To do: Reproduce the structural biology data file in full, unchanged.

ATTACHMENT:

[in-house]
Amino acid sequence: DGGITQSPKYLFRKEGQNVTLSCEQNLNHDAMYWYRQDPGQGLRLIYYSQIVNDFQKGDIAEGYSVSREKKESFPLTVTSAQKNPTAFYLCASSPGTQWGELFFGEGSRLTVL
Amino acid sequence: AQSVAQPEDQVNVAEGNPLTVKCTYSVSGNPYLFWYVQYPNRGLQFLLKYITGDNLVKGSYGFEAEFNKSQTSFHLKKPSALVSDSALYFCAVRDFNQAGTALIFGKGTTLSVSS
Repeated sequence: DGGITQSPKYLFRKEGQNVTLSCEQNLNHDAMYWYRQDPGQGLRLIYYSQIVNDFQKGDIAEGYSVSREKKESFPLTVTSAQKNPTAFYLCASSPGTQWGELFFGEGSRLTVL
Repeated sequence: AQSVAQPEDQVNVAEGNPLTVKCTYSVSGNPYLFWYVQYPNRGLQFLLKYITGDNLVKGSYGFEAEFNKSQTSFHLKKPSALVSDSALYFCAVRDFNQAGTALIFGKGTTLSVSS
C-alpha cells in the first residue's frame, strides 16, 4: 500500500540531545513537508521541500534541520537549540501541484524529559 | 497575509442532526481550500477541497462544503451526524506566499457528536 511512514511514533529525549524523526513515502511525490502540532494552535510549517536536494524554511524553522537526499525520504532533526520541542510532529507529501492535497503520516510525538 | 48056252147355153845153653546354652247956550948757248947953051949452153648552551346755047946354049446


[in-house]
Amino acid sequence: DGGITQSPKYLFRKEGQNVTLSCEQNLNHDAMYWYRQDPGQGLRLIYYSQIVNDFQKGDIAEGYSVSREKKESFPLTVTSAQKNPTAFYLCASSPGTQWGELFFGEGSRLTVL
Amino acid sequence: AQSVAQPEDQVNVAEGNPLTVKCTYSVSGNPYLFWYVQYPNRGLQFLLKYITGDNLVKGSYGFEAEFNKSQTSFHLKKPSALVSDSALYFCAVRDFNQAGTALIFGKGTTLSVSS
Repeated sequence: DGGITQSPKYLFRKEGQNVTLSCEQNLNHDAMYWYRQDPGQGLRLIYYSQIVNDFQKGDIAEGYSVSREKKESFPLTVTSAQKNPTAFYLCASSPGTQWGELFFGEGSRLTVL
Repeated sequence: AQSVAQPEDQVNVAEGNPLTVKCTYSVSGNPYLFWYVQYPNRGLQFLLKYITGDNLVKGSYGFEAEFNKSQTSFHLKKPSALVSDSALYFCAVRDFNQAGTALIFGKGTTLSVSS
C-alpha cells in the first residue's frame, strides 16, 4: 500500500540531545513537508521541500534541520537549540501541484524529559 | 497575509442532526481550500477541497462544503451526524506566499457528536 511512514511514533529525549524523526513515502511525490502540532494552535510549517536536494524554511524553522537526499525520504532533526520541542510532529507529501492535497503520516510525538 | 48056252147355153845153653546354652247956550948757248947953051949452153648552551346755047946354049446